We are a culture that only puts the big, earth-shattering events on display. The trips to Europe, the births, the deaths; the times we audibly heard God’s voice or saw Him move in a tangible way. But I’m convicted that it’s in the in-between where the real work and growth is done. The mundane middle is what life is made of - the rhythm and the chaos, and the too-boring-to-be-documented. I don’t know if I’ll ever “get there,” or even know where “there” is in this life, but I know that if I’m walking with Jesus, it will be good.

follow me: a testimony

Today it's been six years since what I now look back on as the moment I dropped my fishing nets and set off, empty-handed, in pursuit of the Man who said, "Follow Me."

Someone recently asked me to share this story, and the sixth anniversary of the day seemed like as good a time as any. It's the story of a terribly young, terribly afraid 18-year-old girl who dropped her whole familiar life to obey the summons of Christ and enter into discipleship with Him.

I had spent my entire life on the same piece of Eastern Washington ground until then. And I loved it. I put down deep roots there, roots like the lone ponderosa pine tree in the middle of the front hayfield—isolated, perhaps, but strong, beautiful, contented. This was my bubble, my world. I knew those ninety-two acres like the back of my hand and I explored them voraciously, with my horse, my sister, my bike, my camera, or my own two feet in a pair of rubber boots. I could forecast the weather by the feel of the wind or the look of the clouds around Mt. Adams; I could have drawn every hill and tree and shape on the western horizon from memory, having stared at those mountain sunsets for all of my life. I could tell you the season, even the exact month, by smell alone—smells of fresh apple skins in September, crisp yellow leaves in October, or frosty horse breath in November.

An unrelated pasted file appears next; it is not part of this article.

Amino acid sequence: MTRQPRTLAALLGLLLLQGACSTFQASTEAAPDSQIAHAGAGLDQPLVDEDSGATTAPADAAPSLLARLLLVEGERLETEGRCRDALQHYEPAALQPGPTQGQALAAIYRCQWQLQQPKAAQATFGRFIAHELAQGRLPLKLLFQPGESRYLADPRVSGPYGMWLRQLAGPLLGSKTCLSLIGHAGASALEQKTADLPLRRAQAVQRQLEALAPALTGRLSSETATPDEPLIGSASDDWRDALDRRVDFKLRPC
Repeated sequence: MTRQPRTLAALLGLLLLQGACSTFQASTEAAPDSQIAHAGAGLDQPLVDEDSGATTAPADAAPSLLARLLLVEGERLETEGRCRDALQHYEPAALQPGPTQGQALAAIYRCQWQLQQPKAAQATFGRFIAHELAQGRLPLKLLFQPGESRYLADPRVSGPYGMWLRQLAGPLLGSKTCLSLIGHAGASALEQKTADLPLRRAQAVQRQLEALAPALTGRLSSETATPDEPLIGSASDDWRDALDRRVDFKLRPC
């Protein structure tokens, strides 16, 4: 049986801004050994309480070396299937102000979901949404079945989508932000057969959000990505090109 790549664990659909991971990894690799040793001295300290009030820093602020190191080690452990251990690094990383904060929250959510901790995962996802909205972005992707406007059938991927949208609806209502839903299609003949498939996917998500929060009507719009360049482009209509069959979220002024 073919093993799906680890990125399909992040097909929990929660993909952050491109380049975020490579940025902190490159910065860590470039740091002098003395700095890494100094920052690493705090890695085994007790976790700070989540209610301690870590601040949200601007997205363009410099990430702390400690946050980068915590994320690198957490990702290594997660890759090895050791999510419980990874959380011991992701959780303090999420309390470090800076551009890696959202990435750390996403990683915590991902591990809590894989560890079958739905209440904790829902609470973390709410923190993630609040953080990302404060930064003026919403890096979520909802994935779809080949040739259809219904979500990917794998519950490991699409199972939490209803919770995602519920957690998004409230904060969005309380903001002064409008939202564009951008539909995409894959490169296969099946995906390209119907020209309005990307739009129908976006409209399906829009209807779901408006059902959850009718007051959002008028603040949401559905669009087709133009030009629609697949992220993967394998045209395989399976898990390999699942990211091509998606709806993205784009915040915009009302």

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And there, I met Jesus at a very early age. I gladly walked with Him in blind childlike faith until at last He called out, "Follow Me" - and only then did it occur to me that I had a choice: I could stay with the familiar, mending my nets day in and day out, or I could drop it all and run after Him. It was a division in time, the parting of the Jordan, the choice to obey or disobey—to believe or not believe. It was then that I stood as face-to-face with Christ as perhaps I ever have, when He offered me a cross to bear in exchange for knowing Him more, when I stood in the TSA security line at PDX and made the final decision to fall hard and hope that faith would catch me.


I remember sitting aboard my flight from Portland to Denver early that morning, the morning of August 16, 2012 - so alone, trying to blink back tears so I could see Mt. Adams, Mt. Rainier, Mt. St. Helens, and Mt. Hood for as long as possible. Our ascent took us almost directly over Mt. Hood, so close that I could see every rock and glacier, every crack and crevice, even the paths across the snowfields heavily trodden by climbers’ crampons. It gave me flashbacks to my Mt. Adams climb just two weeks before, that long cold night of putting one foot in front of the other across the steep and seemingly endless snow-covered mountain face, watching the sunrise cast a mountain-shaped shadow over the western horizon and in awe that God made anything this big.